Under the federal Affordable Care Act, physicians and other providers have only 60 days to refund overpayments to the Medicare program before they face potential liability under the False Claims Act. In addition, if CMS or the Medicare Area Contractor (MAC) identifies an overpayment, physicians have a limited period of time to respond or reply to the overpayment… Continue Reading
Commercial payors are actively looking for ways to reduce payments to out-of-network providers. One area of focus is discounts and waivers of patient copayments and deductibles by out-of-network providers. In the eyes of these payors, coinsurance/copayments are essential to incentivizing patients to use in-network providers, and discounts on (or waivers of) coinsurance/copayments by out-of-network providers… Continue Reading
A new study in the BMJ suggests that the more services a physician provides to his or her patients, the less likely the physician is to be sued for malpractice. The study examined the use of resources by attending physicians in several Florida acute care hospitals during a ten-year period from 2000-2009, in relation to… Continue Reading
The long-anticipated implementation of ICD-10 coding finally began this past Thursday, October 1, 2015. As of that date, government and commercial payors ceased to accept claims under the old coding system (ICD-9). The transition has been five years in the making due to a government delay in 2012. The new system has five times the… Continue Reading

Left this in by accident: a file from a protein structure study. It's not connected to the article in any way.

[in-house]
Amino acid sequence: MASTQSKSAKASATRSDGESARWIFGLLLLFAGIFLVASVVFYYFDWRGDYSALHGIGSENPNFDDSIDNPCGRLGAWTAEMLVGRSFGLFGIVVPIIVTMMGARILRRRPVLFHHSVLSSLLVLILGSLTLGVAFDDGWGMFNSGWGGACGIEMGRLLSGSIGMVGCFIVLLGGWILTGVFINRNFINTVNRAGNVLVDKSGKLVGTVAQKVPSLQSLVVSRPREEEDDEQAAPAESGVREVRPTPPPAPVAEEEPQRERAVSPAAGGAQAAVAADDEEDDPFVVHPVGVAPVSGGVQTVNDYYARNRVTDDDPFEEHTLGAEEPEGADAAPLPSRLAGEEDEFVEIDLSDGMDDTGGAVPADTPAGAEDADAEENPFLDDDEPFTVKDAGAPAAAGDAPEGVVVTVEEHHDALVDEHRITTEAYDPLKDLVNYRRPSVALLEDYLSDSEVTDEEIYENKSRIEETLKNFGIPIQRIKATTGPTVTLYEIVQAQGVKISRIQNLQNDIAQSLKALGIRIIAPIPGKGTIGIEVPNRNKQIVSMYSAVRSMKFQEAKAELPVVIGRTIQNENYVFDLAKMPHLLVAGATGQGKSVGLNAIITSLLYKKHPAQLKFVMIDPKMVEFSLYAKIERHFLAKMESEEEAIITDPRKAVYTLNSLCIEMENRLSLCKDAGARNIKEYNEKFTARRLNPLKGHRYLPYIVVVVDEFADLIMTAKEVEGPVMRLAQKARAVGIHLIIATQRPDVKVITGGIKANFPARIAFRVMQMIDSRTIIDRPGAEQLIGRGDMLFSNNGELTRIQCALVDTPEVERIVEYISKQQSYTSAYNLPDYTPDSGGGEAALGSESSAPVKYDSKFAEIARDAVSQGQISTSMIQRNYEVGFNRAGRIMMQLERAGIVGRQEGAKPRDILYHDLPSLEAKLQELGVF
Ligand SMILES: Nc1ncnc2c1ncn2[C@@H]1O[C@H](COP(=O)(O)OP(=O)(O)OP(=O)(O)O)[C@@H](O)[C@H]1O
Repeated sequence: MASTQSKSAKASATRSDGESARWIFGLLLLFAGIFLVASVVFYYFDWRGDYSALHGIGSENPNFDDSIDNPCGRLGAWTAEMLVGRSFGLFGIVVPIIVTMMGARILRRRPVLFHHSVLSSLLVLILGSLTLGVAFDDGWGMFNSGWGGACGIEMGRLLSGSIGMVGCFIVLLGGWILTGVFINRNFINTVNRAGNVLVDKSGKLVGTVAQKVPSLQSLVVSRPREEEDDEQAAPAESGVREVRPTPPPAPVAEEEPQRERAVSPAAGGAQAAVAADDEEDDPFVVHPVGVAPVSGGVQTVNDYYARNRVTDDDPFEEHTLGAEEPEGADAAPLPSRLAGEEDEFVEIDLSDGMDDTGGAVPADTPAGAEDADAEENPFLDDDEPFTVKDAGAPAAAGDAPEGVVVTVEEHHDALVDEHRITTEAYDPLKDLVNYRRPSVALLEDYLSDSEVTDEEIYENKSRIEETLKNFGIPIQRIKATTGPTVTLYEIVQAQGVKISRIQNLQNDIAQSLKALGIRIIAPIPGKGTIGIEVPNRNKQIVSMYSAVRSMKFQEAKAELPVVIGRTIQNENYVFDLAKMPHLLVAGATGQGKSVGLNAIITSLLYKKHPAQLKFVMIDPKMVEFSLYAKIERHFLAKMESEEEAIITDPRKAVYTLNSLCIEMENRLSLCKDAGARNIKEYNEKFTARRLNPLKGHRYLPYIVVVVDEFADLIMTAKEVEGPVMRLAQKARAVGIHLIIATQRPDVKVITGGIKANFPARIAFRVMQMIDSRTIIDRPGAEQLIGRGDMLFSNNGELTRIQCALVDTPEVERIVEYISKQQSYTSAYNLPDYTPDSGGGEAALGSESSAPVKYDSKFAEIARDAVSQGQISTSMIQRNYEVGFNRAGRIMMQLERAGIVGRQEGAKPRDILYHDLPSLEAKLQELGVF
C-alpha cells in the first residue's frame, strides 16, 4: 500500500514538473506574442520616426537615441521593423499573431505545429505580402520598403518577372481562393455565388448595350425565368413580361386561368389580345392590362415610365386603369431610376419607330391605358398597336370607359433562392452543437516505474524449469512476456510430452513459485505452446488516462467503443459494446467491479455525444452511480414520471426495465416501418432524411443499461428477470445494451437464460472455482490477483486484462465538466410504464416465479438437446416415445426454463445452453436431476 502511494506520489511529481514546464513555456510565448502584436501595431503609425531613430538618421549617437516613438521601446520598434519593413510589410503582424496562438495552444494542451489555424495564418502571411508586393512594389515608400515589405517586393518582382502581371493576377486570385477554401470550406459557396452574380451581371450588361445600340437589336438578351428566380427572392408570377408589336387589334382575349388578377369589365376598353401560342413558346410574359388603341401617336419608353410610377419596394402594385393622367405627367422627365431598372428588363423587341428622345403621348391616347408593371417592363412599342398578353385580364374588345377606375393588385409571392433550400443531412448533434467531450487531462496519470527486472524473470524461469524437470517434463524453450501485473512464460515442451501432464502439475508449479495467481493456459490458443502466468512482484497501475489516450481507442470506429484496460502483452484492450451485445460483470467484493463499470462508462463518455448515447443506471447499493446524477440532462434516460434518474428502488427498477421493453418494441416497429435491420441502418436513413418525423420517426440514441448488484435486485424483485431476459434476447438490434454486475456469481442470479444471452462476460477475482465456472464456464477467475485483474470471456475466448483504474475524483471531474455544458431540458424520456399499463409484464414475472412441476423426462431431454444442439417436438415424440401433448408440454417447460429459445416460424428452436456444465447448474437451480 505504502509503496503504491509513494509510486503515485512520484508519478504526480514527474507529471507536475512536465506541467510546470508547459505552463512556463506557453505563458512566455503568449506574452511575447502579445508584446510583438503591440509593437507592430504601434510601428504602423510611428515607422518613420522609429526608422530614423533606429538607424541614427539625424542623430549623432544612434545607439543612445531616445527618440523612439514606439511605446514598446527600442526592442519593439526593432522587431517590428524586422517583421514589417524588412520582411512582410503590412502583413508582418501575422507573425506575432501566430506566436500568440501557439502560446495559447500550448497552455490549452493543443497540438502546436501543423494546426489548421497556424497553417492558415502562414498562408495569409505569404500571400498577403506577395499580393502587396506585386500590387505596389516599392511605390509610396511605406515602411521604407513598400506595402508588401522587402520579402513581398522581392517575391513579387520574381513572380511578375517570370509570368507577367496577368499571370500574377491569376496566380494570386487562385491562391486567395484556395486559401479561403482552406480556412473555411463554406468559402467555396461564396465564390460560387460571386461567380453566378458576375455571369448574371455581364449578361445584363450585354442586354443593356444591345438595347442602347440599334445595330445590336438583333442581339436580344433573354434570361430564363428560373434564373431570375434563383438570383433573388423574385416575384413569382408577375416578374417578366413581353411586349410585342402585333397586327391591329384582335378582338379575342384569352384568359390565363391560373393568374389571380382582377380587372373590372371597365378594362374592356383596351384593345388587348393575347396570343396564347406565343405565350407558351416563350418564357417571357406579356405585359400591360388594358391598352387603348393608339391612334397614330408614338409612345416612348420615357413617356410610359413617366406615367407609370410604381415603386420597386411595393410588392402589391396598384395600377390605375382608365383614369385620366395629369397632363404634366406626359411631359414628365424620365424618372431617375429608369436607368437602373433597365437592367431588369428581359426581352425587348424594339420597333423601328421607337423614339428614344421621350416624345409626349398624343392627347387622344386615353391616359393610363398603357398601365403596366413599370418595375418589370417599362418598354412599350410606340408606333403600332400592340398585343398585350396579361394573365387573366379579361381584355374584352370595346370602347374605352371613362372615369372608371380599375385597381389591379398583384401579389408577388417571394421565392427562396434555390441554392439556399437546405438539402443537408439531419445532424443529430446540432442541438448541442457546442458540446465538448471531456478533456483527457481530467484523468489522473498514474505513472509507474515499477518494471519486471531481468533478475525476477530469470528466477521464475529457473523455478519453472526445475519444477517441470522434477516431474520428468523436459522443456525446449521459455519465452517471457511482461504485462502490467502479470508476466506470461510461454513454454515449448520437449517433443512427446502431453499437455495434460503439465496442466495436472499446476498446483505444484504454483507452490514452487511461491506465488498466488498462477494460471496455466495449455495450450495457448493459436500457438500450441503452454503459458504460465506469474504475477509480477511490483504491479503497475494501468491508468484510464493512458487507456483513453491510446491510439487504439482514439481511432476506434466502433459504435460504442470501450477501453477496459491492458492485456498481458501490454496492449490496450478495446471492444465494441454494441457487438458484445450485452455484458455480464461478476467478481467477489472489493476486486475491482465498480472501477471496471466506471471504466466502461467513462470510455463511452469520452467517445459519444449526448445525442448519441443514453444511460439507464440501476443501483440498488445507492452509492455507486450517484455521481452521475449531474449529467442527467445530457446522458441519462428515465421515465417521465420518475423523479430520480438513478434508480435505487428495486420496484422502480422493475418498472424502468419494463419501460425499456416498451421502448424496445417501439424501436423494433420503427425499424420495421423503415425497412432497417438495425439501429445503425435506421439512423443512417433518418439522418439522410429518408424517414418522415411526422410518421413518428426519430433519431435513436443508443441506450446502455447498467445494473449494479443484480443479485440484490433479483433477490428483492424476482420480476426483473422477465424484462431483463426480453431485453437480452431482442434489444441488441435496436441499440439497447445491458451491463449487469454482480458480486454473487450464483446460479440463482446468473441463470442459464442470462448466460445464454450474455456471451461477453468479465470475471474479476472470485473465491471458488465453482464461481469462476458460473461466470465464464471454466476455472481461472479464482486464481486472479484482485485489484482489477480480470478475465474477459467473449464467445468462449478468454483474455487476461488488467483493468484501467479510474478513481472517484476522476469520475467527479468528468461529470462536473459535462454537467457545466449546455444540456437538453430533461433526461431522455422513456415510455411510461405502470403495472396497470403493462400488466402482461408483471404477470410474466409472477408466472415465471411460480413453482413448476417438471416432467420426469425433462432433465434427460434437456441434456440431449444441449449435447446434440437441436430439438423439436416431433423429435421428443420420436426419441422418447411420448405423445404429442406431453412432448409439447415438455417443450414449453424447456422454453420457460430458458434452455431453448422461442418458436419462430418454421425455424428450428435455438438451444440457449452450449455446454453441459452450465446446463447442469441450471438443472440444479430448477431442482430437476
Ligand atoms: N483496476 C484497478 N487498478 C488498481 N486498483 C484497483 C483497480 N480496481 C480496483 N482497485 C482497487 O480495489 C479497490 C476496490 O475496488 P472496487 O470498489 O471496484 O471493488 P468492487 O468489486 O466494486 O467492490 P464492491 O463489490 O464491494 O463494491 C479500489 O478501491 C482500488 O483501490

You may have heard some years ago that the Affordable Care Act established a “60-day overpayment rule” that requires a provider to report and return any overpayment from a federal health care program (such as Medicare or Medicaid) within 60 days of “the date on which the overpayment was identified” by the provider (for certain… Continue Reading
You may have heard that CMS recently expanded its authority to deny enrollment and revoke the Medicare billing privileges of providers and suppliers. The new changes could affect any physician, group practice or other Medicare provider or supplier. As the changes are wide reaching, all Medicare providers and suppliers, and anyone providing support services for… Continue Reading
Yesterday the Secretary of the Department of Health and Human Services (HHS) formally announced HHS’ intention to shift 90% of all traditional Medicare payments from fee-for-service (FFS) to quality or value-based payments by 2018. The secretary announced that HHS’ goal is to have 30% of traditional FFS payments tied to quality or value in 2016,… Continue Reading
Last week, the Centers for Medicare and Medicaid Services (CMS) issued the final Physician Fee Schedule for Fiscal Year 2015. The annual Physician Fee Schedule includes various policy and payment changes to be implemented in the coming year. This year’s Fee Schedule includes details regarding Medicare’s payment for services outside of a face-to-face visit for managing the care… Continue Reading
In response to the development of alternative payment systems, provider networks are forming at a frenetic pace. If you are like most of my physician clients, you have been or will shortly be presented with network participation agreements for review (or in many cases, signature with very little opportunity to review) and consideration. In evaluating… Continue Reading
One of the ways the Medicare program and other payer plans are recovering overpayments and identifying billing fraud is through the regular use of data mining. Simply put, by utilizing software programs that monitor and compare billing and coding data, enforcement authorities are easily able to identify problematic trends in physician billing. This is an extremely… Continue Reading
OIG has announced its priorities for 2013 and some are of special interest to physicians.